Martin Horvat, writer, and David Henry Gerson, director, had the opportunity to show their film, All These Voices, at the Newport Beach Film Festival. All These Voices is about how a young SS officer who realizes that he was complicit in killing innocent people during World War II, including those who had artistic talents.
Horvat is multilingual—as he is from Ljublijana, Slovenia. A recent graduate in screenwriting from American Film Institute, Horvat can speak fluent Slovenian, Croatian, English and French. He also has working knowledge in Greek and Latin—he has worked as a translator from the Ancient Greek language. In All These Voices, you can hear Polish and German, supported with English subtitles.
The Newport Beach Film Festival (NBFF) is one of Orange County’s big annual events where screenwriters, producers, directors, cast, and the media mingle together and view various screenings of films—both shorts and features of all types of genres and many languages.
“It’s (the NBFF) a great opportunity to meet many other filmmakers who come to show their films, which I would argue is the festival’s biggest and most important feat,” Horvat said. “The screening of a film is the actual completion of the process, and it does give you a sense of accomplishment. All These Voices screened in an interesting group of short films all related to the theme of war, and it was fascinating to see all the different approaches of other filmmakers to a fairly similar theme.”
Horvat is aware that writing can be a daunting task—with the responsibility and decision making using words to explain difficult ideas and concepts and to develop the characters. “You just have to learn to laugh when your ideas and mistakes blow up in your face and your life as a writer becomes an endless parade of jokes; sometimes they’re even funny.” Horvat said. He likes seeing the finish line of writing a good screenplay the best—when it is completed.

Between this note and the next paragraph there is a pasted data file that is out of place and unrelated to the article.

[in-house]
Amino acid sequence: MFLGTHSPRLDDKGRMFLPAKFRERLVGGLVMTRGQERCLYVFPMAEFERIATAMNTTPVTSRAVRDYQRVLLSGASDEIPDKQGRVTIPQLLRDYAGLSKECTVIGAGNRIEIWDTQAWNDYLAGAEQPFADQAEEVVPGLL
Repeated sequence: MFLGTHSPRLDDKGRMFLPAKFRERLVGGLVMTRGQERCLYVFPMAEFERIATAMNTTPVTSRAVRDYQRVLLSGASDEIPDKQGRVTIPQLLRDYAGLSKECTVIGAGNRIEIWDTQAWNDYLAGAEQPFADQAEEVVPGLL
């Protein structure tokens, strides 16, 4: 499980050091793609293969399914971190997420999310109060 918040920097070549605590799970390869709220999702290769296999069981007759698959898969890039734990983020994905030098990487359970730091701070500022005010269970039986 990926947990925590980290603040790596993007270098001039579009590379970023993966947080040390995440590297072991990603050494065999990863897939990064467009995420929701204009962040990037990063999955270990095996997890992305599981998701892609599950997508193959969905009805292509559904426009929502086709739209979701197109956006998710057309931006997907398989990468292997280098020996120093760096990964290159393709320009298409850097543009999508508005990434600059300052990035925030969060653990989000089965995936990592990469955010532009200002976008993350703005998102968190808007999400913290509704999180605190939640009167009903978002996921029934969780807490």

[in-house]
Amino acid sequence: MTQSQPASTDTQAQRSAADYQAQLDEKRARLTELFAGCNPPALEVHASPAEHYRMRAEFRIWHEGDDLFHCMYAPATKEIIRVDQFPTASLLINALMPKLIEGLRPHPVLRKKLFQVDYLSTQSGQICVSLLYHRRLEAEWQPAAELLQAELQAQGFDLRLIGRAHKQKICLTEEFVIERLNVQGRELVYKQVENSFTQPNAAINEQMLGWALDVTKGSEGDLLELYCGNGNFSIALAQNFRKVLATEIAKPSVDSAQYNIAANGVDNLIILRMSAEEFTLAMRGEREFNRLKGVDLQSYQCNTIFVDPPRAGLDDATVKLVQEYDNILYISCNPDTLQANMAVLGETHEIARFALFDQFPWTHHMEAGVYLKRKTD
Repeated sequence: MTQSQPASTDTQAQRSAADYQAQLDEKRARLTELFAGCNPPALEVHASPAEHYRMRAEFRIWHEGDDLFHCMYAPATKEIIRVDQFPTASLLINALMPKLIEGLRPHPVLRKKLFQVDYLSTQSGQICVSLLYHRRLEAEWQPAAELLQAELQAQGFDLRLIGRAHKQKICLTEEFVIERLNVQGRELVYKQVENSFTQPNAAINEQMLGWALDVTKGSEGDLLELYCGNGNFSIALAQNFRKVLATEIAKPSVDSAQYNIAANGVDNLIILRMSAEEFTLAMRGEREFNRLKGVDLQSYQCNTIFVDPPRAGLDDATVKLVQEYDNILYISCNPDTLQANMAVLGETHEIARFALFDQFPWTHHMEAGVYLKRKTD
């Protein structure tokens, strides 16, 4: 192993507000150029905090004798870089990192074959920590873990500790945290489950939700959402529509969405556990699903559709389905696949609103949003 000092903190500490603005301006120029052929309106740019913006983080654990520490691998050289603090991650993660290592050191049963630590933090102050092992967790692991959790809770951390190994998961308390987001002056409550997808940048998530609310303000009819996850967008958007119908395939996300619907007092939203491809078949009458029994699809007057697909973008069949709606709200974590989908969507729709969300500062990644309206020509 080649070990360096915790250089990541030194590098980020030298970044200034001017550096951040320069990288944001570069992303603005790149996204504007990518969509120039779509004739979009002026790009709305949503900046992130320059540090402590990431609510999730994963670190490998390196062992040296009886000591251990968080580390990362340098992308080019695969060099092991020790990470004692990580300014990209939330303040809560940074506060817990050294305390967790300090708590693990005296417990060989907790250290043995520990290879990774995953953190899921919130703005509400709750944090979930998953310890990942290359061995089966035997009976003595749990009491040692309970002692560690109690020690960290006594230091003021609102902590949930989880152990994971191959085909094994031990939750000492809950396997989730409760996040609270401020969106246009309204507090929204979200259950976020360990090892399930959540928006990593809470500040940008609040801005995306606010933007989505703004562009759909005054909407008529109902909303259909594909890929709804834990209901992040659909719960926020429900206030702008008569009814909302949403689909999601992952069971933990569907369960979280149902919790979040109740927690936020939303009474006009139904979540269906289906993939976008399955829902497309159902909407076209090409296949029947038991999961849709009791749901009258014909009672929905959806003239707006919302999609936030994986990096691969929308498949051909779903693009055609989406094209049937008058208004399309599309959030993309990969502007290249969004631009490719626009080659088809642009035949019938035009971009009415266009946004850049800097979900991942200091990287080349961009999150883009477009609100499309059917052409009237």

He also teaches screenwriting as a volunteer with Young Storytellers Foundation, a Los Angeles-based nonprofit organization that runs one of the biggest outreach programs. Horvat teaches children ages 10 to 12 to write their first short screenplays. Those students get the opportunity to see their scripts come to life on stage at the end of the semester, and professional actors perform the scripts. “Teaching kids puts you back into that playful state of mind where anything is possible and you can just play with ideas,” Horvat said. “It’s really amazing to observe how a young uninhibited brain, free of censorship, takes writing as easily and joyfully as running around with a basketball and a group of best friends.”
Horvat came to America to study screenwriting at the AFI—because of the differences in European and American attitude towards screenwriters. “I wanted to study screenwriting in an environment that nurtures screenwriting as an autonomous part in the process of making a film, and in an environment that cherishes functional qualities of a compelling story, namely its function to entertain the audience,” Horvat said. He hopes to return to the NBFF in the future.